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|Dr. Kildare's Strange Case|
|Directed by||Harold S. Bucquet|
|Produced by||Harold S. Bucquet|
|Written by||Max Brand (story) and|
Willis Goldbeck (story)
Harry Ruskin (screenplay) and
Willis Goldbeck (screenplay)
|Music by||David Snell|
|Cinematography||John F. Seitz|
|Edited by||Gene Ruggiero|
Dr. Kildare's Strange Case is a 1940 American film directed by Harold S. Bucquet. This was the fifth of a total of ten Dr. Kildare pictures. Horace MacMahon joined the cast regulars in the series as taxi driver "Foghorn" Murphy.
Dr. James Kildare finds competition for the affections of nurse Mary Lamont in the person of wealthy brain surgeon Dr. Gregory Lane. Kildare has not proposed to Mary because of his poor financial situation as an intern. Kildare's mentor, Dr. Leonard Gillespie, is informed that Paul Messenger, whose daughter Kildare cured in The Secret of Dr. Kildare, has arranged for Kildare to be offered a prestigious, lucrative position with the Messenger Institute. In the meantime Kildare has arranged for his inspiring but crusty mentor to see a cancer specialist about the melanoma Gillespie is battling.
Despite the temptation of a high salary and a new home, Kildare turns down the job offer to continue to remain near Gillespie. As a result, Mary gives up all hope of marrying Kildare and is assigned as a staff surgical nurse to Lane. Kildare and Lane are put together on a case involving an unidentified patient with a skull fracture who is refusing the operation that would save his life. Lane knows the patient urgently needs the surgery but has lost confidence in himself because too many of his patients have died on the operating table. Kildare convinces Lane that Gillespie has full confidence in his skills and Lane proceeds with the operation.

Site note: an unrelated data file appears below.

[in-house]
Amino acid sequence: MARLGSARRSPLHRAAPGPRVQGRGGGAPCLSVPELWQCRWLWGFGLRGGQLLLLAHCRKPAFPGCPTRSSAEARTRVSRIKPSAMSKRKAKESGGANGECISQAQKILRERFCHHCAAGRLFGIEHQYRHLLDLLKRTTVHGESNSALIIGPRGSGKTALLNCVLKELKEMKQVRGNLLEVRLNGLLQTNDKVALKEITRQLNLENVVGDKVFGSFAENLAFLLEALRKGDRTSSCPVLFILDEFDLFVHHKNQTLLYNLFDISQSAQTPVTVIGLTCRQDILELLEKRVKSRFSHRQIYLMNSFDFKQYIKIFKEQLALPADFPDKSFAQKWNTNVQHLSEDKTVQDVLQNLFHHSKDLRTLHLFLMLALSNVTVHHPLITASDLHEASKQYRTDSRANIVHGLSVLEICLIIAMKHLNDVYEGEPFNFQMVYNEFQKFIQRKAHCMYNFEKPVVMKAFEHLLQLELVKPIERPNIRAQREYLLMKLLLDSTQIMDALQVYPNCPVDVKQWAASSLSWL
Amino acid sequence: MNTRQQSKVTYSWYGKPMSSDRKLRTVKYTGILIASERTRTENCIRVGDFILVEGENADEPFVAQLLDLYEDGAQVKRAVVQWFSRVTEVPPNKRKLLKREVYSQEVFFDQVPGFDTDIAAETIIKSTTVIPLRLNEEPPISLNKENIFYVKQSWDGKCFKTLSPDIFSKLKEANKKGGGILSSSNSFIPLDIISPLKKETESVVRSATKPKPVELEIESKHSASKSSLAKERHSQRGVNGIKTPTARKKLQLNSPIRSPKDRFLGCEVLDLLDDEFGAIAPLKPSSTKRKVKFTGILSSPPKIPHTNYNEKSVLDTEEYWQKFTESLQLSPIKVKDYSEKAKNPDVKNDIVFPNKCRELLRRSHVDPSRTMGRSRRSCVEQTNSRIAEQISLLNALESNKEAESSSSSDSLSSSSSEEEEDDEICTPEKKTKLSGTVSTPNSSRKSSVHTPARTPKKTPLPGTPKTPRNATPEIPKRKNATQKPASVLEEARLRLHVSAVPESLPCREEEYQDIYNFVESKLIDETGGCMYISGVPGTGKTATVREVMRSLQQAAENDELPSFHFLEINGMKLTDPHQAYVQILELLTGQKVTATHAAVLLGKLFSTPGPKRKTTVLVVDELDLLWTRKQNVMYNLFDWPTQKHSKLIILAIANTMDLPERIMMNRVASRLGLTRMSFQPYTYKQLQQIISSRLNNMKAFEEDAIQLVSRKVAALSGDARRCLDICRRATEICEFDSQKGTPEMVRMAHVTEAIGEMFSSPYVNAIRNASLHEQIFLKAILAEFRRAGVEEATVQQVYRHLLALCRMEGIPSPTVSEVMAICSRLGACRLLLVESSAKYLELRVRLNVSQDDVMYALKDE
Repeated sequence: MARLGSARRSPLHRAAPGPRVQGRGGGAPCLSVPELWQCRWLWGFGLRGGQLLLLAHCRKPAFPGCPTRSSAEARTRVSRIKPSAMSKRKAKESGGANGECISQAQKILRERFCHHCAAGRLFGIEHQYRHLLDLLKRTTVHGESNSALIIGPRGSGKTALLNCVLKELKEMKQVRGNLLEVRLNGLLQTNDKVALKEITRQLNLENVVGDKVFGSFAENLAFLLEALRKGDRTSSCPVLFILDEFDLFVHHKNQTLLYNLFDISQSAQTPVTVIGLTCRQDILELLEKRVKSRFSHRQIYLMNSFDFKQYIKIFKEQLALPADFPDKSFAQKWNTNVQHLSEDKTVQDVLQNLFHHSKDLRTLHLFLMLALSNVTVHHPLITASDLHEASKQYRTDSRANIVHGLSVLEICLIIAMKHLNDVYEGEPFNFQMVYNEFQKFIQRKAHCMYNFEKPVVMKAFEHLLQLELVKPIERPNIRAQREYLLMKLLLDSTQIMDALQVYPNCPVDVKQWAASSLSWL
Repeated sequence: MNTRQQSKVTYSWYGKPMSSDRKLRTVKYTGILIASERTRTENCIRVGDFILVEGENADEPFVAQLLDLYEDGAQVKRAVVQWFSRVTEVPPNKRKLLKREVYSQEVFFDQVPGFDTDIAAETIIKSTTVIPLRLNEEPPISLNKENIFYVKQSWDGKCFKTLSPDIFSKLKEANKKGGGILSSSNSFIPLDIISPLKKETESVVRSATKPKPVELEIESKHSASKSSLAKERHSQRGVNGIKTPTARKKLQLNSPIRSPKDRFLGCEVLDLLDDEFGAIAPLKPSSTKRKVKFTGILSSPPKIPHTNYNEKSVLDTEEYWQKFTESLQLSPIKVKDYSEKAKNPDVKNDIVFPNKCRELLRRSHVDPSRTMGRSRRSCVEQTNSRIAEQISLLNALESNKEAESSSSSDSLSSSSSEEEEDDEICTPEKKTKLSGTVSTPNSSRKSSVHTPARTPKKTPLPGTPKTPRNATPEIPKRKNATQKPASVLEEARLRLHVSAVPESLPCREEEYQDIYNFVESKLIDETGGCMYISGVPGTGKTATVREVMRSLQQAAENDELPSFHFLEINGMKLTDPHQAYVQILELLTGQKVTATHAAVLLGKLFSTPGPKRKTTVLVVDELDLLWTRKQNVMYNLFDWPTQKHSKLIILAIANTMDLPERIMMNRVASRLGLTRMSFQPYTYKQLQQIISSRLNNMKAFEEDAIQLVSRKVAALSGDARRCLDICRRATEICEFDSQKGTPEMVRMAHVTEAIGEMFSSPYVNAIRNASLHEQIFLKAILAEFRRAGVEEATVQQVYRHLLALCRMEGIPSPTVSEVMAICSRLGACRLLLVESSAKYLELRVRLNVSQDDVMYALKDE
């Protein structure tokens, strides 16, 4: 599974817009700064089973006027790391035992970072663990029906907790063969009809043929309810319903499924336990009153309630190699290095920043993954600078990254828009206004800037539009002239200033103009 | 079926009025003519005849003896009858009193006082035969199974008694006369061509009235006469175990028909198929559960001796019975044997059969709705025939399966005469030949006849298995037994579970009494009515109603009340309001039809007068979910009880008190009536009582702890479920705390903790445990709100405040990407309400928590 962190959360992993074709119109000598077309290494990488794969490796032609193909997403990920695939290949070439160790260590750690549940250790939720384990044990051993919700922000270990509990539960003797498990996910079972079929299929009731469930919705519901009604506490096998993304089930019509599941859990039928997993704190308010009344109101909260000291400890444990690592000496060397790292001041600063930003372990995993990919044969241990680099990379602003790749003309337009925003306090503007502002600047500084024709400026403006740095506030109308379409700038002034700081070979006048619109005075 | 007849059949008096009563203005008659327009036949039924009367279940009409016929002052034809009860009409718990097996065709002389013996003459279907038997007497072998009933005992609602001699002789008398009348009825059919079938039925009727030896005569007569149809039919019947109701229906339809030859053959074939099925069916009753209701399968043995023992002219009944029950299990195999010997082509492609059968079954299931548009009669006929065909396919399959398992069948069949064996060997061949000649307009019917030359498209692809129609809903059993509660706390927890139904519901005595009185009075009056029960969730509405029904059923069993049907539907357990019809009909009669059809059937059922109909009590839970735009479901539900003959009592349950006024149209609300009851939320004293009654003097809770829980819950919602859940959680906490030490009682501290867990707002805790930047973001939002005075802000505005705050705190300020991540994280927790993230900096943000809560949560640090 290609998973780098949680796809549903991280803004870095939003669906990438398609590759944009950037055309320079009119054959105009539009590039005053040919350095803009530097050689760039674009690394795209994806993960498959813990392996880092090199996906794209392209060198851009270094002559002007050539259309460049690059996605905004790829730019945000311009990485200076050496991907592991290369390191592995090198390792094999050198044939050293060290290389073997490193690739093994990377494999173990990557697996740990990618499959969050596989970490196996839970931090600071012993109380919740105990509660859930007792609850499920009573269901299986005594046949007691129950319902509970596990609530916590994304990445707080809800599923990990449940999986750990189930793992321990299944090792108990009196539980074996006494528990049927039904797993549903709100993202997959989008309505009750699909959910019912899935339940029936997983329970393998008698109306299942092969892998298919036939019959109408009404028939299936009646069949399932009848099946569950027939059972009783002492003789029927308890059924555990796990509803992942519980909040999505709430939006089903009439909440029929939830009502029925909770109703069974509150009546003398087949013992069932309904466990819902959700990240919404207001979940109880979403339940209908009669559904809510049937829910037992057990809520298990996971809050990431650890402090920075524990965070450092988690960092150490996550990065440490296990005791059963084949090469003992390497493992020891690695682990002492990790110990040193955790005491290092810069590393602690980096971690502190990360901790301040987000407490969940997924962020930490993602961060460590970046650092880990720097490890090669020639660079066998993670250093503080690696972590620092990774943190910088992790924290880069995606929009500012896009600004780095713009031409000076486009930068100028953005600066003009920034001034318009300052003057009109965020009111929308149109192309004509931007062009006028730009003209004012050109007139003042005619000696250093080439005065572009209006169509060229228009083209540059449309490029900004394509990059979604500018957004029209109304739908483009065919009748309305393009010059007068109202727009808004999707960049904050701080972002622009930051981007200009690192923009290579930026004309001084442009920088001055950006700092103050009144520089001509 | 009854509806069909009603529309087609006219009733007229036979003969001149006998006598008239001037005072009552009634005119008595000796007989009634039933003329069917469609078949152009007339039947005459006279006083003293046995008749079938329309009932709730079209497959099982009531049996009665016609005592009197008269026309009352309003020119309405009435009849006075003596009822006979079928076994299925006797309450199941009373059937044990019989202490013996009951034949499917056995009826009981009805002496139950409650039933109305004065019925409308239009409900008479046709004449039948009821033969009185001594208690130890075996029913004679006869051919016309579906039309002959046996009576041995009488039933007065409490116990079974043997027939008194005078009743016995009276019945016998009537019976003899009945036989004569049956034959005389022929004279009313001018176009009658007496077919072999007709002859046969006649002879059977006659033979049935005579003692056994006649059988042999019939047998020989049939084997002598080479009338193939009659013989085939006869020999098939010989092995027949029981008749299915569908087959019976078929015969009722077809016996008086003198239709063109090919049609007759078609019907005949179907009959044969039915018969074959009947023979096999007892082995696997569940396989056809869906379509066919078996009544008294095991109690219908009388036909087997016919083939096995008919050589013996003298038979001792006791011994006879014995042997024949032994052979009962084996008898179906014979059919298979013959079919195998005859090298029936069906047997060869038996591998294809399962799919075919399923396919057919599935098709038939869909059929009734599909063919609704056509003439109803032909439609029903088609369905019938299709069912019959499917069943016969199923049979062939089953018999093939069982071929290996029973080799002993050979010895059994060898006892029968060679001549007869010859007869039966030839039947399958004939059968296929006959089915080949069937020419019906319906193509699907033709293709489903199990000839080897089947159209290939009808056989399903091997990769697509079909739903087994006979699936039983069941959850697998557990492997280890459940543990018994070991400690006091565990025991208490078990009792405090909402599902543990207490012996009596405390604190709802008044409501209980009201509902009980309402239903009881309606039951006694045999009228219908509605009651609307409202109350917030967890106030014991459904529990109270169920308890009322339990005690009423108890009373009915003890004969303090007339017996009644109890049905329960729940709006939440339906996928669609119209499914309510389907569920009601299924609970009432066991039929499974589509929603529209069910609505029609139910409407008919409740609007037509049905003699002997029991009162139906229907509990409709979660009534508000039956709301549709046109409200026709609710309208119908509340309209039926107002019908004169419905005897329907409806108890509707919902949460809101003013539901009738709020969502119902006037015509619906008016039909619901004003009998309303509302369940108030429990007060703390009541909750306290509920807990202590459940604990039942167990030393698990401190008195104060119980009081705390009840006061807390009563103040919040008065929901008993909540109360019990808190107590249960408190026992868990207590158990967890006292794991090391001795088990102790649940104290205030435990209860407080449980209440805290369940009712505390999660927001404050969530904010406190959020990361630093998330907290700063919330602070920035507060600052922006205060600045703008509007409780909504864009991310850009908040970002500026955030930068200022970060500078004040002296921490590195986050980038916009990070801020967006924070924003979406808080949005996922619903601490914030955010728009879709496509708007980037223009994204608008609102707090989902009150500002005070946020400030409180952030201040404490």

When the patient wakes up, he shows clear signs of insanity, putting Lane's career in jeopardy and subject to criminal prosecution. Kildare is convinced that the man was mentally ill before the accident which fractured his skull, and thus Lane had a legal right to perform the operation. He risks his own career by using a new treatment, the "insulin shock cure," which succeeds. Questioning the patient for his identity and background, Kildare finds the man's estranged wife and learns that he had gradually lost his sanity over a five-year separation.
Mary puts her own career on the line to protect Kildare until he returns with the wife. Gillespie fires Kildare to get him to propose to Mary. Seeing the couple reunited, she accepts, even knowing that their engagement will of necessity be a protracted one. Gillespie reveals that once again he has plotted to have Kildare find his own way through a difficult situation. Turning the tables, Kildare extracts a promise from Gillespie to accept the care of the cancer specialist in return for keeping Kildare on as his assistant.
- Lew Ayres as Dr. James Kildare
- Lionel Barrymore as Dr. Leonard Gillespie
- Laraine Day as Nurse Mary Lamont
- Shepperd Strudwick as Dr. Gregory Lane
- Samuel S. Hinds as Dr. Stephen Kildare
- Emma Dunn as Mrs. Martha Kildare
- Nat Pendleton as Joe Wayman
- Walter Kingsford as Dr. S.J. Carew
- Alma Kruger as Molly Byrd
- John Eldredge as Henry Adams
- Nell Craig as "Nosey" Parker
- Marie Blake as Sally
- Charles Waldron as Dr. Squires
- George Lessey as Rufus Ingersoll
- Tom Collins as Dr. Joiner
- George Reed as Conover
- Paul Porcasi as Tony
- Horace McMahon as J. Harold "Fog Horn" Murphy
- Frank Orth as Mike Ryan
- Margaret Seddon as Mrs. Julia Cray
- Fay Helm as Mrs. Henry Adams
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